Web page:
Bosses' devices

Posted in Tubeworker's blog on Tue, 18/02/2020 - 23:48,

Cleaning contractor ABM is issuing cleaners with new mobile devices, loaded with an app called "OnTime", which will be used for booking in and out of shifts, logging breaks, and booking holiday.

ABM has got into a fix with technology of this sort in the past, with a booking-on system based on scanning a QR code leading to numerous problems (see our report on that here). What if these new devices have similar problems? Will we see a return to the bad old days of routine short payment of wages that was common under Interserve and ISS?

This new initiative is made much worse by the fact that cleaners are being made to sign a document confirming that they will be liable for the device, and that failure to comply with the "terms and conditions" set out in the document could result in disciplinary action! Essentially they are being made to sign an addition to their contracts, which is being imposed without even cursory consultation.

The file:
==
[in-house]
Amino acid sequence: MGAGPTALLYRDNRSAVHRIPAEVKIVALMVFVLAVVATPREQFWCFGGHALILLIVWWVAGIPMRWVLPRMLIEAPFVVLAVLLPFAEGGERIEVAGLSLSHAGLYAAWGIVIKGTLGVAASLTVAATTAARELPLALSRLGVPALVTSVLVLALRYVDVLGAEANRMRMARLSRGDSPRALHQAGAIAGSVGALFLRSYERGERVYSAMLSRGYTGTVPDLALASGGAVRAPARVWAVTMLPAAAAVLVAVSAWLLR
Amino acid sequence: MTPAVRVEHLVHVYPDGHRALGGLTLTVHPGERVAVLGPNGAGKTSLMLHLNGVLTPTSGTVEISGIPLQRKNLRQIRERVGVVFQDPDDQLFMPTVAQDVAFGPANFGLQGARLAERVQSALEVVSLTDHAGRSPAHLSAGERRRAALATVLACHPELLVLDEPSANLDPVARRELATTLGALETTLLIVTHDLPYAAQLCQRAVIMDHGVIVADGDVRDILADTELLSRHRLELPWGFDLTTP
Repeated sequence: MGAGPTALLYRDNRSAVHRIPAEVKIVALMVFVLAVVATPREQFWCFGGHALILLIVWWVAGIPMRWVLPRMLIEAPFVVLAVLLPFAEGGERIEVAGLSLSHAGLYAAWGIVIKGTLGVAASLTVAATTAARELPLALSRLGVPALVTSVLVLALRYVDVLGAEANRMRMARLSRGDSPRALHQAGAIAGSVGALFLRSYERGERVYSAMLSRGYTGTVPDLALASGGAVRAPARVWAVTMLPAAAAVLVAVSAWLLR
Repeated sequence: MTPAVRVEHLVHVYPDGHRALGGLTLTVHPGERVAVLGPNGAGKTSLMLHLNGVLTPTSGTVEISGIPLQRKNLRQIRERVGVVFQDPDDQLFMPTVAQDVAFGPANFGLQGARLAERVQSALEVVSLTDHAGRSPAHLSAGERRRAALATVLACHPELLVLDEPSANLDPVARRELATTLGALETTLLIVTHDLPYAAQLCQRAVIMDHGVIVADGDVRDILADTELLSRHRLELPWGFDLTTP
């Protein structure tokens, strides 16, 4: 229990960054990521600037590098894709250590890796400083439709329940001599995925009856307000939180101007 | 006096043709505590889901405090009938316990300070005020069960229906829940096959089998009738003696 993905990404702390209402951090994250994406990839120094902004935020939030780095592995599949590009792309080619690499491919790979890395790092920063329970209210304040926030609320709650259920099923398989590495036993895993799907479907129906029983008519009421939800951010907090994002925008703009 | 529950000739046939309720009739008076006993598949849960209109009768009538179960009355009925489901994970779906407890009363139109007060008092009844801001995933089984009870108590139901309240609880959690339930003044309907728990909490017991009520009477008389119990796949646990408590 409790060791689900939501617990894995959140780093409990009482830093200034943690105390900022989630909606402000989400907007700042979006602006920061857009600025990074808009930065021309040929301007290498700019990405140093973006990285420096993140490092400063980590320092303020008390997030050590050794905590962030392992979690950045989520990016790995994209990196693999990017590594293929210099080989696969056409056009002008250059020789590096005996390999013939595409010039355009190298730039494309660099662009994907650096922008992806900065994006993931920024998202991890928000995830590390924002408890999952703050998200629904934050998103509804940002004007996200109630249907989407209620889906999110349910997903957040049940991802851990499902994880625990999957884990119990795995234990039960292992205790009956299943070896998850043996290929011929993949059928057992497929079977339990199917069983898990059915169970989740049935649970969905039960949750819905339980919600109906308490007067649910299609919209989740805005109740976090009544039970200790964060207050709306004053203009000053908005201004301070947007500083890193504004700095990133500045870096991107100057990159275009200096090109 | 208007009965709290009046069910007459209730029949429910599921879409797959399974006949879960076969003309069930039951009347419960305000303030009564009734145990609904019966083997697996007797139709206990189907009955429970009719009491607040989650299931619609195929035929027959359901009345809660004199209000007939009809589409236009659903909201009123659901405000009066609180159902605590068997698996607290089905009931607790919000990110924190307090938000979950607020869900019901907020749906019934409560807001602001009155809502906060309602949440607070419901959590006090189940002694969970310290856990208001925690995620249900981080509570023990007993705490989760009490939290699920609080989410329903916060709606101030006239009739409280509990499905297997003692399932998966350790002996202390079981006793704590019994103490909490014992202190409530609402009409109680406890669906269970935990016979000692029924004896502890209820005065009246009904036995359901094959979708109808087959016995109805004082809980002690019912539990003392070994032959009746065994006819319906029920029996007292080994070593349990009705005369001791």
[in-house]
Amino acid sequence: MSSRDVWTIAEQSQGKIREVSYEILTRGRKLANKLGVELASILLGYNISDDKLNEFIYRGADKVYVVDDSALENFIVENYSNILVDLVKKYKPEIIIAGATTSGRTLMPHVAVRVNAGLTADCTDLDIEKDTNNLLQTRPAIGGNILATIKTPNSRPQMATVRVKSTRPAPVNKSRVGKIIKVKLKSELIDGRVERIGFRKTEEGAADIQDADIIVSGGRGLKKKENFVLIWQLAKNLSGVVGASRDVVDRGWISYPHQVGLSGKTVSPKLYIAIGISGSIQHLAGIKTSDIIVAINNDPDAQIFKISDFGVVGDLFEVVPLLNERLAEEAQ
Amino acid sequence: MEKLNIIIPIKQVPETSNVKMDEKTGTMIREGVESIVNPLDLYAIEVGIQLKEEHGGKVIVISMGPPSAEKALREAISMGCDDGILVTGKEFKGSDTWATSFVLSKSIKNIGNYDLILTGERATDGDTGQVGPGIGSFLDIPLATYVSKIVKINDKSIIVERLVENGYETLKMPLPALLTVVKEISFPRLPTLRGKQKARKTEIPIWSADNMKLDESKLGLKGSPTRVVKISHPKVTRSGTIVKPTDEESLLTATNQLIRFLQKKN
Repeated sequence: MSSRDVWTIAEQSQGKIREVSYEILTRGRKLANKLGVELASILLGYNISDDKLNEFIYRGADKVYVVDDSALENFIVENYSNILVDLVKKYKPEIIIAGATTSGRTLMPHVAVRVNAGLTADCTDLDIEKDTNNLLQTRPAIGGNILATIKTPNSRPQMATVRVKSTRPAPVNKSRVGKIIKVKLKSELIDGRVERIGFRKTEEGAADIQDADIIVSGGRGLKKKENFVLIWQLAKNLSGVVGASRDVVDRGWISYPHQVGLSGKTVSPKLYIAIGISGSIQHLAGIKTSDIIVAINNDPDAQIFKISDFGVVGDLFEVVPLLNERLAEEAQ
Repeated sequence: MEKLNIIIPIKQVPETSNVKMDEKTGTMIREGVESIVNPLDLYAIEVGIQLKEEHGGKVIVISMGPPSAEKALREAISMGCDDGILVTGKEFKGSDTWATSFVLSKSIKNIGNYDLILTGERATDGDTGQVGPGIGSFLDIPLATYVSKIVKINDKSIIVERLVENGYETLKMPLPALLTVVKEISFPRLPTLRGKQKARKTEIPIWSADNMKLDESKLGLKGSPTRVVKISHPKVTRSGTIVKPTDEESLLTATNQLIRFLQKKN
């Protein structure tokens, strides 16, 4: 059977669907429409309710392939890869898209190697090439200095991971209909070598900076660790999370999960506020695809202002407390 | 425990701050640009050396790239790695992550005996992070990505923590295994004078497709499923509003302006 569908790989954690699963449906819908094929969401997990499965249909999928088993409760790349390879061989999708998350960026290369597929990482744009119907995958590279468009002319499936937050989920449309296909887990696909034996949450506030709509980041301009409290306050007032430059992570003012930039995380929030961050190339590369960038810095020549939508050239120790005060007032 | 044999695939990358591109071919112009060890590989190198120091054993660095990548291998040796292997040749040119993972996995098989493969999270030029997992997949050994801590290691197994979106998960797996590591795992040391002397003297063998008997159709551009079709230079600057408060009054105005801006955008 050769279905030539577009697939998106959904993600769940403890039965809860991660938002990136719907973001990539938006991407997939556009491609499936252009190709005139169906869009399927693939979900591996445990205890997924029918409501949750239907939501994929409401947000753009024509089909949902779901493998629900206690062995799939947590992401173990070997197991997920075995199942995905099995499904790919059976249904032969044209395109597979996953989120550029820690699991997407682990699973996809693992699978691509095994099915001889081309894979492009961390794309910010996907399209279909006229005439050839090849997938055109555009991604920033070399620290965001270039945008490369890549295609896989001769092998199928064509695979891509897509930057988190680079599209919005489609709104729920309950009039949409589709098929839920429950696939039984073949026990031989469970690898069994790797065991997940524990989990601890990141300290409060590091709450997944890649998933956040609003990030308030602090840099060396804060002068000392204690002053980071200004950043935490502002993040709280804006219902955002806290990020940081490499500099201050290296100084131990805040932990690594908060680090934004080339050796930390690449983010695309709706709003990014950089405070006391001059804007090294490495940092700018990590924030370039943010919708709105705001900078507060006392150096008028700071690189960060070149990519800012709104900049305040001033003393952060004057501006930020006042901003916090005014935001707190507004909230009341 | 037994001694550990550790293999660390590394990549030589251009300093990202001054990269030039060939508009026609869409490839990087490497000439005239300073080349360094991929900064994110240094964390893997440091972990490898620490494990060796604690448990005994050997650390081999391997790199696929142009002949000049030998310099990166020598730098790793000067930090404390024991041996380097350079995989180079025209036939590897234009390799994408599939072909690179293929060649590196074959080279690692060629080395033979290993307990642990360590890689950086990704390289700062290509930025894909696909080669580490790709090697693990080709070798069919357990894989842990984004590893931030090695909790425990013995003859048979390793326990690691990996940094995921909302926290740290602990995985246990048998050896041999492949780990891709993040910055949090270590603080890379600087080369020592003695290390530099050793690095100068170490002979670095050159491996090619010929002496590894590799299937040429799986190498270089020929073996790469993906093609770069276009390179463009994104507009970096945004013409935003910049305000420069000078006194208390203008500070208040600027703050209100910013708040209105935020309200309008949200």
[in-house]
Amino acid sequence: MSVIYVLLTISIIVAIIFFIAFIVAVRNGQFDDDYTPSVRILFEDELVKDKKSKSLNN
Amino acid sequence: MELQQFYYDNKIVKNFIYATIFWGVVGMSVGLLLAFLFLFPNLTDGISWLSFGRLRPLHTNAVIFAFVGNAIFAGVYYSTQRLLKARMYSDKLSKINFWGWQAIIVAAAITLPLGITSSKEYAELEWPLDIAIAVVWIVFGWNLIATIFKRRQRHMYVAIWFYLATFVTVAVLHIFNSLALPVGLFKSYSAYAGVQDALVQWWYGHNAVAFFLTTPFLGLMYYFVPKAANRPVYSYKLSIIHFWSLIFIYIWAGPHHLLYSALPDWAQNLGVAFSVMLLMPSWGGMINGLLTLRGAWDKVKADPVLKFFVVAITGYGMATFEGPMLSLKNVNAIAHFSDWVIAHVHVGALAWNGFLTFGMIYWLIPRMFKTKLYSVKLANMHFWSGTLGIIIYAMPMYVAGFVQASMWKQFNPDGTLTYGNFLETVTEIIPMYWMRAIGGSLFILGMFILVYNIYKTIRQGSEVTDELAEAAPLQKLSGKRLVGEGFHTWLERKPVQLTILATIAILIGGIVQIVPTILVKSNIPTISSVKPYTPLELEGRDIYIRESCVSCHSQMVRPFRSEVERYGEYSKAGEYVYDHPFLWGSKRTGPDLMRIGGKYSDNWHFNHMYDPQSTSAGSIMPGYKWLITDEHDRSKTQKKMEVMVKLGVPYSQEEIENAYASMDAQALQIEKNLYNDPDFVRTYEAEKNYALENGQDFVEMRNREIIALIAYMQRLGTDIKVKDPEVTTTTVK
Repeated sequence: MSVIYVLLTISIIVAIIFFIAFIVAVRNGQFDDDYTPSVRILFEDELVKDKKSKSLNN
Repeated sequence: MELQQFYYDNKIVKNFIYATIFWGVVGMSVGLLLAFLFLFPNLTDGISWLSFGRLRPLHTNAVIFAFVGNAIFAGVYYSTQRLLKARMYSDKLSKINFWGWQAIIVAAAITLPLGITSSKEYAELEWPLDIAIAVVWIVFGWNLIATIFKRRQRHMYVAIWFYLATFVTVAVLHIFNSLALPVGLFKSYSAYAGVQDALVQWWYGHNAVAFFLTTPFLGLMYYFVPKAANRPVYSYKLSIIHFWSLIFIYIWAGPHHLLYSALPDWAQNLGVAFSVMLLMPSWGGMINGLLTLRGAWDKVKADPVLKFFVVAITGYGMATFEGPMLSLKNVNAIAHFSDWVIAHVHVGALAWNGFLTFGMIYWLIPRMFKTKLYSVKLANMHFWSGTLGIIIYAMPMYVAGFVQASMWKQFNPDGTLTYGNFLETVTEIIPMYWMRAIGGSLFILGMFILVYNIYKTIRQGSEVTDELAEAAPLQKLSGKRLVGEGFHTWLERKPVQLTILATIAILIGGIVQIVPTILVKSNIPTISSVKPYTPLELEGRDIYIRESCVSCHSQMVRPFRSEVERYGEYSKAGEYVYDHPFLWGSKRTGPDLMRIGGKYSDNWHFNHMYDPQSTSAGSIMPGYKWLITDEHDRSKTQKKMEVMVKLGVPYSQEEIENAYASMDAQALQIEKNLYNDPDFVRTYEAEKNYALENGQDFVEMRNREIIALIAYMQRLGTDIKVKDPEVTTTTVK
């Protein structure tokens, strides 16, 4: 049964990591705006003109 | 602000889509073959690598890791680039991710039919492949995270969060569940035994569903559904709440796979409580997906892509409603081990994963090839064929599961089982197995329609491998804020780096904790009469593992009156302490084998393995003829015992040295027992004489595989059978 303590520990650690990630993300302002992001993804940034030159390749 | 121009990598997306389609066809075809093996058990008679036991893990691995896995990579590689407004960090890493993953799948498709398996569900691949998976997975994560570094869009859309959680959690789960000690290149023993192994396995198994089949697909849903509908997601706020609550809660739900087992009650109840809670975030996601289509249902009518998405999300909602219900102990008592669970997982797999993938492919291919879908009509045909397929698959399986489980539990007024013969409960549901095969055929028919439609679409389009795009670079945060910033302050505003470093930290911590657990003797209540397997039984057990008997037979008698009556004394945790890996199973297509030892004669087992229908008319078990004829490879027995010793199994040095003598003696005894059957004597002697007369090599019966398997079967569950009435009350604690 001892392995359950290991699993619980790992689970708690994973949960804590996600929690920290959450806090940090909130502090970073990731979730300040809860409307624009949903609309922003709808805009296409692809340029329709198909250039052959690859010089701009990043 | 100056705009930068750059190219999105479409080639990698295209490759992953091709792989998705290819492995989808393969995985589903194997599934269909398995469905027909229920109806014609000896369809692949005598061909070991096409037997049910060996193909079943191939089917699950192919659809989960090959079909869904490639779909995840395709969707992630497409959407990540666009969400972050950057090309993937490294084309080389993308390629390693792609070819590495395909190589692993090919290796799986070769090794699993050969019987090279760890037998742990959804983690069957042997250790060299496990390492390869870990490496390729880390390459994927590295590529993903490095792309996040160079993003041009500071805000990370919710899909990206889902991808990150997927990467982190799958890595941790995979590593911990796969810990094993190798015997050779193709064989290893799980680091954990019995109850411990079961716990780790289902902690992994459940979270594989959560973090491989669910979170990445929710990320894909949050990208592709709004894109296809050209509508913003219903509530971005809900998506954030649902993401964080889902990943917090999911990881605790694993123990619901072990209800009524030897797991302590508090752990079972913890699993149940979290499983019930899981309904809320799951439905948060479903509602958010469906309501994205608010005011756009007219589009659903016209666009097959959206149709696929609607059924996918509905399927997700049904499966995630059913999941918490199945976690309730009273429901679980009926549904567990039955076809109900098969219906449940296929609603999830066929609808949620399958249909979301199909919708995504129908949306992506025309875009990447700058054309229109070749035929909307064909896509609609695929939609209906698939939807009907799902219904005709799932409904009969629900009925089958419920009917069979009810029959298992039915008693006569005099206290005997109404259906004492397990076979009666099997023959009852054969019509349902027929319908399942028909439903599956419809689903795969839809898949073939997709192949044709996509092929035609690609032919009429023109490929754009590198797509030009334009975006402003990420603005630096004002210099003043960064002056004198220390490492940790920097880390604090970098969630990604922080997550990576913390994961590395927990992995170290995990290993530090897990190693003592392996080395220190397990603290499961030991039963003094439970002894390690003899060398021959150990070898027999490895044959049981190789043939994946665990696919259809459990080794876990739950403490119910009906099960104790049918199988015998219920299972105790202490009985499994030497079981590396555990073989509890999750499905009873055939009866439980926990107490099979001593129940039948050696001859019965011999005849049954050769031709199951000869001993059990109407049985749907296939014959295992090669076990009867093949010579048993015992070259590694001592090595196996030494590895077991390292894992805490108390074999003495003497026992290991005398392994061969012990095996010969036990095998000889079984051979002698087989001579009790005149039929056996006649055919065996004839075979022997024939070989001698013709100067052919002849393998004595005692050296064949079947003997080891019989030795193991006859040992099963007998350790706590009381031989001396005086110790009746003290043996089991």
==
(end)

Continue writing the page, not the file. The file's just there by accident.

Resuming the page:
London Underground issues all station staff with iPads, which can also be used for personal use, outside of work time. But LU accepts that, as this is a device it has decided to issue to staff and which it expects them to use for work purposes, it has responsibility for them, and will replace them if they are broken. They're also not used for signing in and out of shifts, have no link to payroll, and, since LU's ill-fated "Rostering and Coverage Tool" was scrapped and thrown in the bin (along with the £16 million it cost to develop it), aren't used for booking annual leave either. By comparison, ABM is imposing these devices on cleaners, telling them they're for work use only, but demanding they sign a document saying they, the cleaners, are responsible for the device, rather than ABM!

The whole thing is faintly dystopian... a 21st-century version of punching a time card, imposed by an employer no doubt keen to monitor its staff as closely as it can. While small numbers of individuals refusing to sign the documents risks exposing isolated groups of workers to disciplinary action, RMT must look to organise a collective response.

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